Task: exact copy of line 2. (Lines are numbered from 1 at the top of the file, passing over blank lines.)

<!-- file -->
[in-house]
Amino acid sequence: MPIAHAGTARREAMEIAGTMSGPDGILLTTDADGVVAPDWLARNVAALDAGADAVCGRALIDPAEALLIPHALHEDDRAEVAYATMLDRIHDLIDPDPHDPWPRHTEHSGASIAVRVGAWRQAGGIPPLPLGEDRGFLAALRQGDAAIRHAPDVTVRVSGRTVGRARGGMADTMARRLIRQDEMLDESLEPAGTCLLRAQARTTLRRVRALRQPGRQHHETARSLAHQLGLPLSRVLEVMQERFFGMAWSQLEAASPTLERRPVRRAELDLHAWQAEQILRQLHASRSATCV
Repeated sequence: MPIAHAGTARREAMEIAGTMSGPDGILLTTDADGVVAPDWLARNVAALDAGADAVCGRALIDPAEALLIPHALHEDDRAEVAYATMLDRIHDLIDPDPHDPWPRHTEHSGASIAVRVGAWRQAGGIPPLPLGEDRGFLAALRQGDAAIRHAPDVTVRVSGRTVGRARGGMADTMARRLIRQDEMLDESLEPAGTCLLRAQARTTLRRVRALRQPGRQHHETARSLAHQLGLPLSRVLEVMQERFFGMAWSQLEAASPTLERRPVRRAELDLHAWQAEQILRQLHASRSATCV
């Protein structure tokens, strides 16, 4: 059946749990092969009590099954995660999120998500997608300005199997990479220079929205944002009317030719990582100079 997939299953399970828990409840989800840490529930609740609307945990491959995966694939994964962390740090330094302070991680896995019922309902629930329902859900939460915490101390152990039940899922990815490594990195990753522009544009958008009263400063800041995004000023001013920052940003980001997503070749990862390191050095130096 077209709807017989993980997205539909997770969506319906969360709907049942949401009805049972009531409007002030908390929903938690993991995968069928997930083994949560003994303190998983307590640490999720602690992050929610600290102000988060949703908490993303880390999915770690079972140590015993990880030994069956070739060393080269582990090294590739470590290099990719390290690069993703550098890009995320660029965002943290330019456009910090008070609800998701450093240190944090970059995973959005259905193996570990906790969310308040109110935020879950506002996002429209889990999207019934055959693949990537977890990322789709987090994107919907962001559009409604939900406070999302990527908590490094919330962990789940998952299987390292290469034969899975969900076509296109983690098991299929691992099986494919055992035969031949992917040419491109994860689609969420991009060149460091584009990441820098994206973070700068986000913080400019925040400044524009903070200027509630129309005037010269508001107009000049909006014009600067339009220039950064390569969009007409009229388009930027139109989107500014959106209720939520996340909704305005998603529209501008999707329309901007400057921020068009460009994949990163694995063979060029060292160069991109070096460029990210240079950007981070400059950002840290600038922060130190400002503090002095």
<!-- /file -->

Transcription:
Amino acid sequence: MPIAHAGTARREAMEIAGTMSGPDGILLTTDADGVVAPDWLARNVAALDAGADAVCGRALIDPAEALLIPHALHEDDRAEVAYATMLDRIHDLIDPDPHDPWPRHTEHSGASIAVRVGAWRQAGGIPPLPLGEDRGFLAALRQGDAAIRHAPDVTVRVSGRTVGRARGGMADTMARRLIRQDEMLDESLEPAGTCLLRAQARTTLRRVRALRQPGRQHHETARSLAHQLGLPLSRVLEVMQERFFGMAWSQLEAASPTLERRPVRRAELDLHAWQAEQILRQLHASRSATCV